India Today is organizing the national women summit in Delhi in September this year. The promotional material says that our country practices positive discrimination or discrimination against men to ensure gender equality. Now whether that is positive or negative gender discrimination is a matter of debate.
I am thankful to them for agreeing that there exists discrimination in favour of women. So far feminists were projecting that women are discriminated against by the patriarchal society. But this is the first forum that agreed to the fact of positive discrimination. Their claim, however, is efforts to empower currently subjugated women will lead to the ideal world.
I couldn’t laugh more than when I saw that women are currently subjugated.
A question is raised by the organizers to tell them what women really wanted – a special status or an equal status. Whether men even knew what women wanted?
I am a man and did not dare to even try to think what women wanted, rather I have taken the same summit as the yardstick to understand what they really wanted. So I studied the previous two years summit details to understand what they wanted.
I found the following –
In 2014 summit, Union Minister Harsimrat Kaur Badal in her inaugural address mentioned that she got married to her husband on condition that he will not enter politics but she was in politics by design. Did that sound little chauvinistic? The female way? And that didn’t tell me that women wanted equality and not speciality.
Dipika Pallikal the squash player said in the summit that she hated all Indian male cricketers barring Dinesh Karthik because they always stole all limelight. I was just wondering if she knew how Sania Mirza stole the limelight to be a new brand ambassador for the Telangana state depriving more eligible Saina Nehwal. What some women don’t understand is “it happens”. Well her imagination that women by default needed more attention, told me that women might not want equality.
Gul Panag’s discussion in the summit was about gender roles. The women panelists upheld the need of women to be given combat duties but projected that as bias against women. Whereas in reality, it was a patriarchal way of saving women. She also stated that she enjoyed chivalry but she was not less feminist. That again proved that what women wanted was special treatment and wanted to term that as equality.
Same goes for Huma Qureshi show where she wanted women to celebrate their body type. She spoke about body shaming of women but also told that she wanted a man with an eight pack. Not direct body shaming of men but in a very subtle way. I was wondering why she didn’t want a fat, short height man if she didn’t like body shaming and wanted equality. That didn’t give me any comfort that body shaming never existed for men. That was another indication why I felt women wanted specialty and not equality.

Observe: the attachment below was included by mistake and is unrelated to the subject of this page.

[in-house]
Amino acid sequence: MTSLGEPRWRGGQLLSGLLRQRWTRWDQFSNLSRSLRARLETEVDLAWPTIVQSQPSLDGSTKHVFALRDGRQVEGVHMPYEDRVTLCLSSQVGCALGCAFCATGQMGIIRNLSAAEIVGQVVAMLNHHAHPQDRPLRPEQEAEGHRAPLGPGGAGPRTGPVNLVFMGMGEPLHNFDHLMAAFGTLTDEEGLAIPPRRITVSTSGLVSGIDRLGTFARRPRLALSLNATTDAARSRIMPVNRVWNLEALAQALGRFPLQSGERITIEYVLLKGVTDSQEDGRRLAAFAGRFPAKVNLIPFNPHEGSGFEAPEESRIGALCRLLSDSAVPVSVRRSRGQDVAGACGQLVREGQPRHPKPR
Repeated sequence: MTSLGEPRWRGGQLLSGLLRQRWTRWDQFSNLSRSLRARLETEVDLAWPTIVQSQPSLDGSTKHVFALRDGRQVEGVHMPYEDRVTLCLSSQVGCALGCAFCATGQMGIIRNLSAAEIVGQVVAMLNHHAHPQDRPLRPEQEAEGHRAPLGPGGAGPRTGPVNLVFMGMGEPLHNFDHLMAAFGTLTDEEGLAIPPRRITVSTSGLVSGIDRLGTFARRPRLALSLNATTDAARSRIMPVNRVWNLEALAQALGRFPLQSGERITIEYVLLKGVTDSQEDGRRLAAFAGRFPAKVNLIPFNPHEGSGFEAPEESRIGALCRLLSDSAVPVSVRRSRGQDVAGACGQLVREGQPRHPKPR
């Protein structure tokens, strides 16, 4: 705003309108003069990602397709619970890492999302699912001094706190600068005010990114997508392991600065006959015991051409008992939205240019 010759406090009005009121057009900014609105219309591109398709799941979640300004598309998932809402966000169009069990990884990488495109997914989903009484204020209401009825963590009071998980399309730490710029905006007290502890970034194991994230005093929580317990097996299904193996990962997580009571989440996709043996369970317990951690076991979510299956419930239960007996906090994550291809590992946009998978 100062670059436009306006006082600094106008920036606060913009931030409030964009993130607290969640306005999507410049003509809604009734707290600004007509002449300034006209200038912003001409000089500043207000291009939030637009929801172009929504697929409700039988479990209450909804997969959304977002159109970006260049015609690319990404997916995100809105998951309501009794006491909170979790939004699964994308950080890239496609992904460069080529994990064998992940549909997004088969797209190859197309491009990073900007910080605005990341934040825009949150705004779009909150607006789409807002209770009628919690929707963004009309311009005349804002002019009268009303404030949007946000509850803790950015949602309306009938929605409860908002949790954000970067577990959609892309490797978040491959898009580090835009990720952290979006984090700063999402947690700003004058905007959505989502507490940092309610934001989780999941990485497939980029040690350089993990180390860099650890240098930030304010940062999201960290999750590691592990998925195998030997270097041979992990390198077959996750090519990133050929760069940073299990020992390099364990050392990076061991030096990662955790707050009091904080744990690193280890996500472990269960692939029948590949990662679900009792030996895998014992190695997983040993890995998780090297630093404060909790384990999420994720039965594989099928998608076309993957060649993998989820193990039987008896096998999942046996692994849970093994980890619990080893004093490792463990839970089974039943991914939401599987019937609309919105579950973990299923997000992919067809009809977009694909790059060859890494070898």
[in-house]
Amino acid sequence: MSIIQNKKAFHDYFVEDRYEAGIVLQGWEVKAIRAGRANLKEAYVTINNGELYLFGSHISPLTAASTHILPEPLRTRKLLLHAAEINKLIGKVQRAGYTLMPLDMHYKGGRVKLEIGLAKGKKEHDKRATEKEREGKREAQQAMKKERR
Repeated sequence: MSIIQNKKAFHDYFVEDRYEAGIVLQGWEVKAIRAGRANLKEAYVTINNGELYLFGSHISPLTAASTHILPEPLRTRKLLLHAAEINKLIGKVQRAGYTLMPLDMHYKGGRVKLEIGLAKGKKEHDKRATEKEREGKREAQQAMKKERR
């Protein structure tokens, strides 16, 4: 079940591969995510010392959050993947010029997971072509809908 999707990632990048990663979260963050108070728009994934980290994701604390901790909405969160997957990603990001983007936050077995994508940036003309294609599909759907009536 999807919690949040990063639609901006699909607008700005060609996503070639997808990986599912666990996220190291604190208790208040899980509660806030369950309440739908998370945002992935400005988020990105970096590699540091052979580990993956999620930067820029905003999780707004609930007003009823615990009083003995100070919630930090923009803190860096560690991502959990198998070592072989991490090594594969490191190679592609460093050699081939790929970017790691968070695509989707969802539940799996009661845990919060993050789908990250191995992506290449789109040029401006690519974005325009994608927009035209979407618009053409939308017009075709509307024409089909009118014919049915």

Then, I referred to their 2013 session. In inaugural session parliamentarian, Jayanti Natarajan said “there should be complete intolerance for sexist behavior towards women at home. A woman should take recourse to the law if she feels her dignity has been compromised”. Yes, only a woman could take legal recourse in such cases. Any sexist behavior against a man goes unnoticed, ridiculed, and this was another reason I felt that women wanted special treatment and not equality.
But I still moved on doing my research and saw the session with writer Meena Kandasamy and activist Kavitha Krishnan who discussed structural oppression and rape culture in India. It sounded to me as if Indian parents ever taught their sons how to rape, schools ever gave “rape” vacations, teachers ever showed how to rape others and men out there were only eager to rape women on the streets. This summit was held immediately after the Delhi rape incident so I was not surprised that they did it for publicity. But our crime statistics still showed that 75% of rape cases were false and fabricated. These women have again shown that they wanted special treatment and not equal treatment. The panellists never demanded any punishment for false complainants. A typical feminist double standard in the name of equality.
The most surprising part of 2013 summit was Shashi Tharoor’s lecture on ills of dowry menace. Yes, when one was given a clean-chit from a crime like a dowry death of his own wife in a hurried fake investigation, one could easily give those gyans. If we ask a common man whose wife died in unnatural circumstances and was sent to jail for committing no crime we would understand this feminist hypocrisy. That didn’t tell me that women wanted equality.
So I learned from the women summit that not only women wanted special treatment but some men like Tharoor too was ready to give them special treatment. Only the common Indian men understand the difference.
So I understood what those feminist women really wanted –